And that’s no small thing. On the other hand, the news from Ferguson can’t begin to catch the full process of militarization this society has been undergoing or the way America’s distant wars are coming home. We have, at least, a fine book by Radley Balko on how the police have been militarized. Unfortunately, on the subject of the militarization of the country, there is none. And yet from armed soldiers in railway stations to the mass surveillance of Americans, from the endless celebration of our “warriors” to the domestic use of drones, this country has been undergoing a significant process of militarization (and, if there were such a word, national securitization).
Posted by Sam1 | Sun Aug 24, 2014, 09:04 PM (2 replies)
Think of the new “caliphate” of the Islamic State, formerly the Islamic State in Iraq and Syria (ISIS), as George W. Bush and Dick Cheney's gift to the world (with a helping hand from the Saudis and other financiers of extremism in the Persian Gulf). How strange that they get so little credit for its rise, for the fact that the outlines of the Middle East, as set up by Europe’s colonial powers in the wake of World War I, are being swept aside in a tide of blood.
Had George and Dick not decided on their “cakewalk” in Iraq, had they not raised the specter of nuclear destruction and claimed that Saddam Hussein’s regime was somehow linked to al-Qaeda and so to the 9/11 attacks, had they not sent tens of thousands of American troops into a burning, looted Baghdad (“stuff happens”), disbanded the Iraqi army, built military bases all over that country, and generally indulged their geopolitical fantasies about dominating the oil heartlands of the planet for eternity, ISIS would have been an unlikely possibility, no matter the ethnic and religious tensions in the region. They essentially launched the drive that broke state power there and created the kind of vacuum that a movement like ISIS was so horrifically well suited to fill.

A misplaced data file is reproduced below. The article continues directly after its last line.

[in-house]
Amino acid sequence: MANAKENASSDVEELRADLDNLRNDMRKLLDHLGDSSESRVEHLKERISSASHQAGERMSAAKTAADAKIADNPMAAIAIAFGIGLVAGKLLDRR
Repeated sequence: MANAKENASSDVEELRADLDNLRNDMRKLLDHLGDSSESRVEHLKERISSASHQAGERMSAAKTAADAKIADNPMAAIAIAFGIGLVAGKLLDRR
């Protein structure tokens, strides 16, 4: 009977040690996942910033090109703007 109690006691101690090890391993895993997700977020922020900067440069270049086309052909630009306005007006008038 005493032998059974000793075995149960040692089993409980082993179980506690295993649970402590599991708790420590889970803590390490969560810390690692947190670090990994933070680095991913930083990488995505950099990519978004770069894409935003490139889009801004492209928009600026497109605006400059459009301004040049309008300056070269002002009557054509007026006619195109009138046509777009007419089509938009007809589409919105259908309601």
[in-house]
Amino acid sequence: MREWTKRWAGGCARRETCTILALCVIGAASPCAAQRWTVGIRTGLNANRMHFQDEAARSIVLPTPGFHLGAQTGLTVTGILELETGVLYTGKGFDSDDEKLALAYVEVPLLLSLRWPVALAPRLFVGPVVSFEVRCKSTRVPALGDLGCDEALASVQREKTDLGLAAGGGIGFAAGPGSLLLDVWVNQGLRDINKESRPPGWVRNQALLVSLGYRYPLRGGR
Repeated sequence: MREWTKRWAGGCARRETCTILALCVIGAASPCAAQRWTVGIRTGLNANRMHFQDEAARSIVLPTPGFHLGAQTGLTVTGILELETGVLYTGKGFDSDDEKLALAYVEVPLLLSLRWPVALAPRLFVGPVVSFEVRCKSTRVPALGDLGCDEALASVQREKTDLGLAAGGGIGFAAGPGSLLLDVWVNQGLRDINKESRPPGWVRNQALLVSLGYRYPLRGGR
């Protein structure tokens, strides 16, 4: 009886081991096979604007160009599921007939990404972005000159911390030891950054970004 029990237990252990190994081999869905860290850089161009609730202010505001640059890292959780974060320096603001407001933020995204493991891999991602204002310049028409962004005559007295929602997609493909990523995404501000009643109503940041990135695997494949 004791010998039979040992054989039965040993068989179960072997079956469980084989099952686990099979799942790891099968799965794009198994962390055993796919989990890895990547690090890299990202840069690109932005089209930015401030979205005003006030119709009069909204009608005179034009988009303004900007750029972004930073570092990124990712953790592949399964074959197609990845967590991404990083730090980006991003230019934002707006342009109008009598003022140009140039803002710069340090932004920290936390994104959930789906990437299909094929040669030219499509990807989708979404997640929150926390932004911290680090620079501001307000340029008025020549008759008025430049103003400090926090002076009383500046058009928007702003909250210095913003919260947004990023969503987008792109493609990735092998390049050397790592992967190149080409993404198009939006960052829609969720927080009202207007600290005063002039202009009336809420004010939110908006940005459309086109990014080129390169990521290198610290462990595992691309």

This has an interesting slant in that the author thinks the U.S. is both opposing and supporting ISIS. That we are opposing them in Iraq and at the same time supporting them in Syria by supporting the opposition a large part of which, according to the author, is ISIS.
Posted by Sam1 | Thu Aug 21, 2014, 12:00 PM (3 replies)
Summary: Events in Ferguson display some of the problems plaguing the Republic — our unresolved racial conflicts, sclerotic governing institutions, and most importantly our weakness as citizens. Decades of propaganda have erased from our minds our history of successful collective action, and replaced it with a mostly false belief in markets and individuals. It’s left us as atomized consumers, incapable of effectively becoming leaders and followers and so governing ourselves. It makes us sheep. We can do better.
“When bad men combine, the good must associate; else they will fall one by one, an unpitied sacrifice in a contemptible struggle.”
— Edmund Burke (English statesman and philosopher), Thoughts on the Cause of the Present Discontents (1770)
Posted by Sam1 | Tue Aug 19, 2014, 07:21 AM (0 replies)
Ferguson is not just about systemic racism — it's about class warfare and how America's poor are held back, says Kareem Abdul-Jabbar
Will the recent rioting in Ferguson, Missouri, be a tipping point in the struggle against racial injustice, or will it be a minor footnote in some future grad student’s thesis on Civil Unrest in the Early Twenty-First Century?
You probably have heard of the Kent State shootings: on May 4, 1970, the Ohio National Guard opened fire on student protesters at Kent State University. During those 13 seconds of gunfire, four students were killed and nine were wounded, one of whom was permanently paralyzed. The shock and outcry resulted in a nationwide strike of 4 million students that closed more than 450 campuses. Five days after the shooting, 100,000 protestors gathered in Washington, D.C. And the nation’s youth was energetically mobilized to end the Vietnam War, racism, sexism, and mindless faith in the political establishment.
You probably haven’t heard of the Jackson State shootings.
On May 14th, 10 days after Kent State ignited the nation, at the predominantly black Jackson State University in Mississippi, police killed two black students (one a high school senior, the other the father of an 18-month-old baby) with shotguns and wounded twelve others.
There was no national outcry. The nation was not mobilized to do anything. That heartless leviathan we call History swallowed that event whole, erasing it from the national memory.
Posted by Sam1 | Mon Aug 18, 2014, 07:15 PM (4 replies)